Castonguay is a visual artist whose primary medium is woodblock printmaking. His body of work includes depictions of animals in nature. These subjects are in compositions that insinuate a story that the viewer is left to interpret. Most recently, Castonguay has been employing human-made elements in his prints including, airplanes, helicopters, and submarines. These works explore the relationship between ecological and technological systems and how humans continue to shape the planet in their image.
Castonguay’s depictions of avian subjects began when he adopted two society finches. Being fascinated with the lives of animals, an avid consumer of natural history literature and films, the artist found himself the ethologist. He recognized his own bird’s distinct personalities and observed them communicating with each other.
“Birds take on a larger than life presence in my work. As a long-time bird owner, I see my subjects up close every day. I’ve learned to appreciate their personality as much as their beautiful colors, shapes, and patterns. Birds always remain their own master, and my art is about capturing their indomitable spirit.”
Castonguay was inspired by the grandiose compositions of Audubon early on. That is not to say his intent was documentation through scientific illustration. He was more interested in how Audubon related the peculiar behavior, appearance, and perceived personality of his subjects. As a result, the lens of personification often skews Castonguay’s work towards the fantastical.
Lyell Castonguay received his BFA from the New Hampshire Institute of Art in 2010. He is represented by Mitchell Giddings Fine Arts, Brattleboro, VT, and Brumfield Gallery, in Astoria, OR. His work is part of national and international collections including, the Archille Bertarelli Collection, Milan, Italy, and the New York Public Library, New York, NY. In addition to creating his own work Castonguay also teaches woodblock printmaking as the Owner/Director of BIG INK.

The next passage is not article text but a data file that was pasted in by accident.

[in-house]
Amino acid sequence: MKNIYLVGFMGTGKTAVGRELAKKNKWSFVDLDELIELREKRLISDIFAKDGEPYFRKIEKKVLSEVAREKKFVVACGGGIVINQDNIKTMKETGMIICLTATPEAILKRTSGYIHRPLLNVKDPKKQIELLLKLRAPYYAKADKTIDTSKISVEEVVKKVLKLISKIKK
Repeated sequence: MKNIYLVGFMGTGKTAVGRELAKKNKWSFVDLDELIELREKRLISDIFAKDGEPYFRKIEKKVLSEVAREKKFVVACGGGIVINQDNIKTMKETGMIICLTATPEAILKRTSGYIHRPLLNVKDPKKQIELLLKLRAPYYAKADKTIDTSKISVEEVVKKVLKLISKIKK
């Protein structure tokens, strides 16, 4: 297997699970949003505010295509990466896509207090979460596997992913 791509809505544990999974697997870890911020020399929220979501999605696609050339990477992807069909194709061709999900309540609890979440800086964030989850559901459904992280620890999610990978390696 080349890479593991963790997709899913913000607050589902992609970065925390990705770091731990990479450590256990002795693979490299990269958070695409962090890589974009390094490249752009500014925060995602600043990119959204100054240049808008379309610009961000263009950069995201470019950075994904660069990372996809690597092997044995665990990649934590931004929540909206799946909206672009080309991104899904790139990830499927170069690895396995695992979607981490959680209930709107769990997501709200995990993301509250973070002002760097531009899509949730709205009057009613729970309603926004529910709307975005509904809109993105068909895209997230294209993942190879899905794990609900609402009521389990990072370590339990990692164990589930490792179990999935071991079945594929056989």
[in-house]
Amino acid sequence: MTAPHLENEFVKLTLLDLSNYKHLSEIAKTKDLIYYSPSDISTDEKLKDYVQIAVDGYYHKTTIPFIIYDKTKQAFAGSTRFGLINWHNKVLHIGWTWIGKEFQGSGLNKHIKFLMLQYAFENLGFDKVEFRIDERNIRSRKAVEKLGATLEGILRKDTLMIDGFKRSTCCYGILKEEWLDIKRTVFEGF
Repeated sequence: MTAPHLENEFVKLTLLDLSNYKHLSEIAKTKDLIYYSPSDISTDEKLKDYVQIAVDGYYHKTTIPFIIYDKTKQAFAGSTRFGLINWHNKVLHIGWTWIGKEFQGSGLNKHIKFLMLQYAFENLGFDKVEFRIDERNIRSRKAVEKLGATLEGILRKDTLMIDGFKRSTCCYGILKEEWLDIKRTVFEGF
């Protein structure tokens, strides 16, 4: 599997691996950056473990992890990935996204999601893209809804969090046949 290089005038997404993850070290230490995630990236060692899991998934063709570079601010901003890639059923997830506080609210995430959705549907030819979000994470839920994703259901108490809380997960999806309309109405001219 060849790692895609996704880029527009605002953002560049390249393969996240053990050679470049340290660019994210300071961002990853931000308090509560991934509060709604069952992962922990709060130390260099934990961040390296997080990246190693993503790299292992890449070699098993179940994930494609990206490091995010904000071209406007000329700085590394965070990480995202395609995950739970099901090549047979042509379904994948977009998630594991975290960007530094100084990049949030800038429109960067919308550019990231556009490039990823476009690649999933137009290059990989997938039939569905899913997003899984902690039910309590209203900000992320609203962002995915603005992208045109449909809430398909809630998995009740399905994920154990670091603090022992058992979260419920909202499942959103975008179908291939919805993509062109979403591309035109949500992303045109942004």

Lyell Castonguay was introduced to woodblock printmaking while in college. He is drawn to the step-by-step nature of the technique. It is a slow, rewarding process that requires planning and technical foresight.
“Woodcut is all about decision-making. Once a mark is carved into the plywood’s surface, it cannot be erased. I appreciate this finality”
The artist’s favorite piece of equipment in the studio is his mammoth press, which he affectionately calls “The Big Tuna”. Traditional wooddblock techniques are often based around hand printing, but access to a large press has enabled Castonguay to create large-scale, multi-layered color works.
“I start a project by making painterly marks with ink onto plywood, establishing general forms. Then a finer rendering using sharpies and pencils balances the immediacy of the ink painting. This is in preparation for the hours I will spend hand carving around each drawn line with small chisels. Once the carving is complete, the woodblock is ready to print! A thin coat of oil-based ink is applied to a rubber roller. The roller distributes ink across the surface of the carved image. Ink sticks to all the raised areas of the plywood. The carved areas don’t catch the ink and remain white on the printed paper. Paper is placed on top of the inked surface and the woodblock is run through a press. The press applies even pressure thereby pushing the paper into the woodblock’s sticky inked surface. Finally, the paper is peeled away from the woodblock, resulting in a finished print.”